Updated at 7:05 p.m. EDT, July 28, 2009
At least 18 Iraqis were killed and 27 more were wounded the latest attacks. Dozens more were reported beaten at Camp Ashraf. The day was also marked by political developments: The Iraqi government failed to produce a security pact that would have allowed British troops to remain in the country. Meanwhile, U.S. Defense Secretary Robert Gates toured a southern Iraq base where top Iraqi commander, Gen. Ray Odierno accused Iran of meddling in upcoming Iraqi elections. Also, Turkey prefers asking Iraq to help stop the PKK rather than talk peace directly with the rebel group.
British troops will withdraw to Kuwait by the end of the month, because a deal, similar to one forged with the U.S., did not pass in the Iraqi parliament. This development is likely welcomed by Prime Minister Maliki who has had strained relations with the British for years. To undermine the British, Maliki staged a military operation last year that nearly caused a civil war. It ended with an Iran-brokered truce between the central government and Sadrist forces.
People’s Mujahideen Organization of Iran (PMOI), a former rebel group from Iran, claimed that Iraqi forces had illegally entered Camp Ashraf. At least three people were allegedly beaten, but dozens more were reported wounded. Local authorities said the troops were there on orders from the central government. Saddam Hussein had allowed the group to emigrate from Iran, but the current government wants them removed. If they were to return to Iran they could face torture and execution.
In Baghdad, a motorcycle bomb in Jadida killed eight people and wounded 17 others. Eight security guards were killed during a bank robbery in Karrada. Four people were wounded when a pair of bombs was detonated in Doura. A coroner reported that he now gets on average about 22 unidentified bodies per day in Baghdad. If that figure reflects only those who died in violent attacks, it is a much higher amount than normally makes the news reports.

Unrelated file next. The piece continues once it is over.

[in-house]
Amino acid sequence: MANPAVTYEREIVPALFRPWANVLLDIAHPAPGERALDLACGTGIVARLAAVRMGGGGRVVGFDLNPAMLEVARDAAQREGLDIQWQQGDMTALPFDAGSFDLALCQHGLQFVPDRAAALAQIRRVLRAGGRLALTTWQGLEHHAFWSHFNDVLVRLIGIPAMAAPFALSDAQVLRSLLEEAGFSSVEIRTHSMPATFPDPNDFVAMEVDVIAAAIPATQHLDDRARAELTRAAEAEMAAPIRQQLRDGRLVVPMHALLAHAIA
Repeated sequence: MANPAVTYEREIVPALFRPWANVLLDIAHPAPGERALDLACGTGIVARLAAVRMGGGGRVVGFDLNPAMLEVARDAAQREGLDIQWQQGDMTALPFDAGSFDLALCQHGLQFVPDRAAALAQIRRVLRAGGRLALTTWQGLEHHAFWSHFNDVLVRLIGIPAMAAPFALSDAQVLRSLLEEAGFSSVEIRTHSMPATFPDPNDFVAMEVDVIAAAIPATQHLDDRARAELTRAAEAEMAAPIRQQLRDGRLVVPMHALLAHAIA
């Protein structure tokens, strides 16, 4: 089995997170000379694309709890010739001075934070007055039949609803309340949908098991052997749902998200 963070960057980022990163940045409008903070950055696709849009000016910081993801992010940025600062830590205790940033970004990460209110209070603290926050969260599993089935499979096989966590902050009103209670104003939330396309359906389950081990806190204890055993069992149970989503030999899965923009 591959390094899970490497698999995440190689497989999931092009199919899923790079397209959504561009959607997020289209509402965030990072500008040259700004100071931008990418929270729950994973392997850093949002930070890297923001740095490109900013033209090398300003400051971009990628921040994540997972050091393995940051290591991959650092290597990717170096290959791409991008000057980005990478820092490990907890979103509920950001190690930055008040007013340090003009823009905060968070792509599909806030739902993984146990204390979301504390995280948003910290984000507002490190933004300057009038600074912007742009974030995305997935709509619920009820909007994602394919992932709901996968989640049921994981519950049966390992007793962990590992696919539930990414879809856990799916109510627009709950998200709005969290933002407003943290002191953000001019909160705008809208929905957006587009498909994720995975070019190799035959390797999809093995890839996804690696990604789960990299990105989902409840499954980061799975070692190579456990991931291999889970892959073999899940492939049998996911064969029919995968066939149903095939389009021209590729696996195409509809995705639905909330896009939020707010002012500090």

A roadside bomb killed a civilian in Jalawla.
Security forces liberated a child in Amara.
An arrest warrent was issued in Salah ad-Din province for a health official.
Turkey urged Iraq to stop the Kurdistan Workers Party (PKK) from using Iraq as a launching point for attacks. Prime Minister Recep Tayyip Erdogan said he was working on a new opening to end the conflict; however, a senior PKK commander Murat Karayilan called Turkey’s desire to end the conflict “insincere.” The PKK recently extended a unilateral truce they imposed on themselves in hopes Turkey would begin peace talks. The PKK has been fighting for an independent Kurdistan across parts of Turkey, Iraq and neighboring countries.
Nineteen suspects were arrested in Fallujah.
Three Naqshabandiya Army suspects were arrested in Baquba.
Read more by Margaret Griffis
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